Automatic Labs last month brought its drive-quantifying appliance Link to the aisles of the Apple Store, but on Monday it announced a retail distribution deal with Amazon.com that puts it in front of much broader audience.
The device, which plugs into the ODB-II port of any car built since 1996 and links to an iPhone through Bluetooth, will go on sale for $99.95 this week in the world’s largest retailer. Of course, Link has to compete for attention with a lot more products on Amazon’s portal than it does on Apple’s shelves. But Amazon’s reach can’t be underestimated, especially during the holiday rush when people are trying to consolidate their gift buying into as few shipments as possible.
Link is one of many of emerging devices and apps designed to monitor driving behavior and diagnose engine problems. Competitor Zubie already has a presence in Amazon’s marketplace and is backed by electronics mega-retailer Best Buy. While a bevy of new apps like ZenDrive are coming out that perform many of Automatic and Zubie’s functions without any specialized hardware, relying instead of the smartphone’s array of sensors.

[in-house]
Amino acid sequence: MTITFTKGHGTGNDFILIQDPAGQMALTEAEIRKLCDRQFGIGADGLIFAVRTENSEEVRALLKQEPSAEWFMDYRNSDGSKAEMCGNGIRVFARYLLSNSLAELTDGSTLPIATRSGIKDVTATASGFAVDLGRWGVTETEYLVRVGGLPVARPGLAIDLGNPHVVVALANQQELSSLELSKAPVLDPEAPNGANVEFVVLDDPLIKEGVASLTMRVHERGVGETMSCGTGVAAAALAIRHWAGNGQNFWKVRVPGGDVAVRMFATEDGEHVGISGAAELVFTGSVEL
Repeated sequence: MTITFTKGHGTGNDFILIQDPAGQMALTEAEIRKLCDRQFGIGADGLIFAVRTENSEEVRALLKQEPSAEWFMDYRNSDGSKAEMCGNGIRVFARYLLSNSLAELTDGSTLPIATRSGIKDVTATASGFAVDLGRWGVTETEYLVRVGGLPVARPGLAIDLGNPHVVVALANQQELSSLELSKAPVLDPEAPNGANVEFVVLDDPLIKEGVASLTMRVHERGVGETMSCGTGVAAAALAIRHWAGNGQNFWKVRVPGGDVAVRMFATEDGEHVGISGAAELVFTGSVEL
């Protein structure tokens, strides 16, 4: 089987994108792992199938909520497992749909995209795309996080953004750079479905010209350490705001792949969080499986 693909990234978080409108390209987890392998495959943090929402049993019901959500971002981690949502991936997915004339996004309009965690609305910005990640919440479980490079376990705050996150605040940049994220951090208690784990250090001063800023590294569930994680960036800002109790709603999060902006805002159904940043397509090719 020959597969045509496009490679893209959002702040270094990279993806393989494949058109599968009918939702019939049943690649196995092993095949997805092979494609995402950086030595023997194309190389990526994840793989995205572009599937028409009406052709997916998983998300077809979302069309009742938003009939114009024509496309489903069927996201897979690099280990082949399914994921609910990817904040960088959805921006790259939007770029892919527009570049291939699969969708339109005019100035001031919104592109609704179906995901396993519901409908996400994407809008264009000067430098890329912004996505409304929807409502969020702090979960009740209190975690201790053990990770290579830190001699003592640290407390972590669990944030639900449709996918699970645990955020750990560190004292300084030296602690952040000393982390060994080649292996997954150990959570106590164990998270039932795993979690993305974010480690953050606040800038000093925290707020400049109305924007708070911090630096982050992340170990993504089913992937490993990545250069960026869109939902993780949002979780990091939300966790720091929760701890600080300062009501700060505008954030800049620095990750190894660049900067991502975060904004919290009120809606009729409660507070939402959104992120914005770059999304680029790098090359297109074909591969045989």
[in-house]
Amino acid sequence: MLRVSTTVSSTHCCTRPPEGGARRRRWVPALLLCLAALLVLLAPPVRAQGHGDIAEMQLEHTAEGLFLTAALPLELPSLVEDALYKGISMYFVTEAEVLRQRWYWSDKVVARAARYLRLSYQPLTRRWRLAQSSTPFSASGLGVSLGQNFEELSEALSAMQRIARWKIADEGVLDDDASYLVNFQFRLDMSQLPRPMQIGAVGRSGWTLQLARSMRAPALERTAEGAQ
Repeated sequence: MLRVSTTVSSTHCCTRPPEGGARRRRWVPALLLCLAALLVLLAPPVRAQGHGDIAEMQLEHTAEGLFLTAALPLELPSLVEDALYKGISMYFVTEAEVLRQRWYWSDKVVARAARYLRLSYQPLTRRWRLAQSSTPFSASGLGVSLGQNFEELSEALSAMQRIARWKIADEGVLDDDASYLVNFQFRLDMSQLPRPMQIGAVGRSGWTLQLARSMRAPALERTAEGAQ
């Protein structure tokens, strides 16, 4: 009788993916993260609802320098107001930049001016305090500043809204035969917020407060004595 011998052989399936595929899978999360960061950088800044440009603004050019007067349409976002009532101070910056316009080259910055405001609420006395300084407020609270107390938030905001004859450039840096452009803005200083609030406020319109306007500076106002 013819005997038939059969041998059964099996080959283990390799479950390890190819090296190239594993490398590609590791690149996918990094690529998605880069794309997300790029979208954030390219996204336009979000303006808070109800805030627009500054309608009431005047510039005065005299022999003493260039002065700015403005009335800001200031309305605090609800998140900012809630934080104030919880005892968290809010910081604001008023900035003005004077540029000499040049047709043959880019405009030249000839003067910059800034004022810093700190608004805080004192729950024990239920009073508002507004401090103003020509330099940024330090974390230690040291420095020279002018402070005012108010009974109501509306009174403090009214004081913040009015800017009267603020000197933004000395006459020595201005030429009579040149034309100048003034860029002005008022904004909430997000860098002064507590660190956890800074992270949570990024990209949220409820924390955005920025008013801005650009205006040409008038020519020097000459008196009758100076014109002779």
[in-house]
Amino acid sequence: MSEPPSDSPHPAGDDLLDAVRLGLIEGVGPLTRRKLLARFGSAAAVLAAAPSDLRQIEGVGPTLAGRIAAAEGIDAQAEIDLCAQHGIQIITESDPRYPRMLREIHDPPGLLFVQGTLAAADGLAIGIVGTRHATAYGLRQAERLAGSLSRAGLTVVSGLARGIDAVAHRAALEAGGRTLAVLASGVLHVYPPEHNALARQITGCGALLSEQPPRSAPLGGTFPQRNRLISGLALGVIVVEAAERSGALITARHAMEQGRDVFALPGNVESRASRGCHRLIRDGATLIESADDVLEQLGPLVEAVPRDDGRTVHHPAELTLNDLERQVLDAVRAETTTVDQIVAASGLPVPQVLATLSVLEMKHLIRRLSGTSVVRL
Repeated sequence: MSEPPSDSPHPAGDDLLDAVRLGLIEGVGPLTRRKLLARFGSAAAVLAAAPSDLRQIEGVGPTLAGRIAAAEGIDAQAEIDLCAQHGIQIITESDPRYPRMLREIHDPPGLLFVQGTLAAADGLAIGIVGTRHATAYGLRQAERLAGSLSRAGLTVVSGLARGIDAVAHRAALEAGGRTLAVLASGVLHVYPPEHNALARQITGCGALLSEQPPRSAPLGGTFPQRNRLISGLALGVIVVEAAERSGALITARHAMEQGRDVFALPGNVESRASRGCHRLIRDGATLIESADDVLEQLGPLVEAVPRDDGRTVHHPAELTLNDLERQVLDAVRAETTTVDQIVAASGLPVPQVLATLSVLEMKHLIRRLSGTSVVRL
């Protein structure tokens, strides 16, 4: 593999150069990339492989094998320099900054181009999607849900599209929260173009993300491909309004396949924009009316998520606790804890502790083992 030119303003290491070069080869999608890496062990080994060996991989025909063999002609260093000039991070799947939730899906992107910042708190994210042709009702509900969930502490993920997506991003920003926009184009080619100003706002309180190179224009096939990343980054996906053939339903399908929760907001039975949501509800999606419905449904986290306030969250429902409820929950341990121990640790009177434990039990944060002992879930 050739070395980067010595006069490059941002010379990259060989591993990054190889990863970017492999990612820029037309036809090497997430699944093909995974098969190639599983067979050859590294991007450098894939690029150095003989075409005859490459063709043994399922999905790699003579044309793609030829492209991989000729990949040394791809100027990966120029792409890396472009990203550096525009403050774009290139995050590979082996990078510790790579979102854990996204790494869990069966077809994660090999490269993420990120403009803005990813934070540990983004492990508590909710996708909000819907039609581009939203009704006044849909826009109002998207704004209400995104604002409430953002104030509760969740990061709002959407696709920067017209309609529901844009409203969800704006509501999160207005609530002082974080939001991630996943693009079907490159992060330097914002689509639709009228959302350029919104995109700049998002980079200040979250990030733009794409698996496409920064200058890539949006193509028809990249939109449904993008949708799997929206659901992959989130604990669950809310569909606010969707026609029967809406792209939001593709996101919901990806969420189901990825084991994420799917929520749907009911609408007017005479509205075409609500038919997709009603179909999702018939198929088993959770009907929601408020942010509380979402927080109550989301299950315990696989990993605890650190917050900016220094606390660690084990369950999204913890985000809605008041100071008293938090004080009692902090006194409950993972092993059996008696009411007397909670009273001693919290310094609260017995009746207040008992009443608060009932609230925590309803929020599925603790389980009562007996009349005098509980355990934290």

Automatic, however, has gotten a lot of attention due to the sophistication in its design and its lack of recurring service fees. Automatic also plans to delve deeper into the data it’s collecting to launch more services, starting with an accident alert system it’s testing in beta.